The Flyers looked like strong Stanley Cup contenders when they had the league’s sixth-best regular-season record and then swept the round-robin tournament last August and took the Eastern Conference’s No. 1 seed.
It was a mirage.
When the real season started, they seemed out of sync as they huffed and puffed to beat Montreal in Round 1 before losing to the relentless New York Islanders in the conference semifinals. Yes, they forced the Islanders to seven games, but New York was clearly the better team.
So how can a Flyers team that lost top-pairing defenseman Matt Niskanen to retirement make improvement and be a stronger contender when this pandemic-shortened season hopefully begins next month?
Here are five ways:
1. Oskar Lindbom and Nolan Patrick return to good health.
Lindblom, now 24, played in only 30 games last season because of his stunning cancer diagnosis in December. After a long, grueling recovery that included chemotherapy treatments, he heroically returned for the last two playoff games. If he is healthy, he figures to be the team’s second-line left winger and is capable of 25 goals. Or more. He was tied with Travis Konecny with a team-high 11 goals when he was hospitalized.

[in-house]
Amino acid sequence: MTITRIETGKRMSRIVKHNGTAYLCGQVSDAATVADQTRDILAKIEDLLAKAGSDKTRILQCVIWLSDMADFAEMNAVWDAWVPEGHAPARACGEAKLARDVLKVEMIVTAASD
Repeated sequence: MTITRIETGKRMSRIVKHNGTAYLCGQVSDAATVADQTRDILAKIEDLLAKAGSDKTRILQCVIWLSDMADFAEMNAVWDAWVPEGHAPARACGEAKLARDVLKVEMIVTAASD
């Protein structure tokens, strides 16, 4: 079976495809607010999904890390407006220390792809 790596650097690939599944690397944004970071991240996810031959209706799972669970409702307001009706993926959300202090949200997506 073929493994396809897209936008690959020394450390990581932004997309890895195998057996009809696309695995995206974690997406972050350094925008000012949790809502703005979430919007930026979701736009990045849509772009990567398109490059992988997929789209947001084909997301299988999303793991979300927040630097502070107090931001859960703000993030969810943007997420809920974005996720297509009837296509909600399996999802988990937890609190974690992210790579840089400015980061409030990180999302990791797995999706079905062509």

Patrick, 22, missed last season with a migraine disorder. Signs are positive that he can play this season. He has been working out and scrimmaging in Manitoba, and a source said his headaches have diminished and he is sleeping better.
The No. 2 overall selection in the 2017 draft, Patrick would get much more favorable matchups as the No. 3 center than he did when he was anchoring the second line (before Kevin Hayes’ arrival) two seasons ago. That means his production -- 13 goals in each of his first two seasons -- should rise if he is healthy.
The Flyers were seventh in the NHL is goals per game (3.29) last season. That number could increase if the two forwards get back to form.
2. Young defensemen Travis Sanheim and Phil Myers make huge gains in their maturation process, helping to offset the unexpected loss of Niskanen.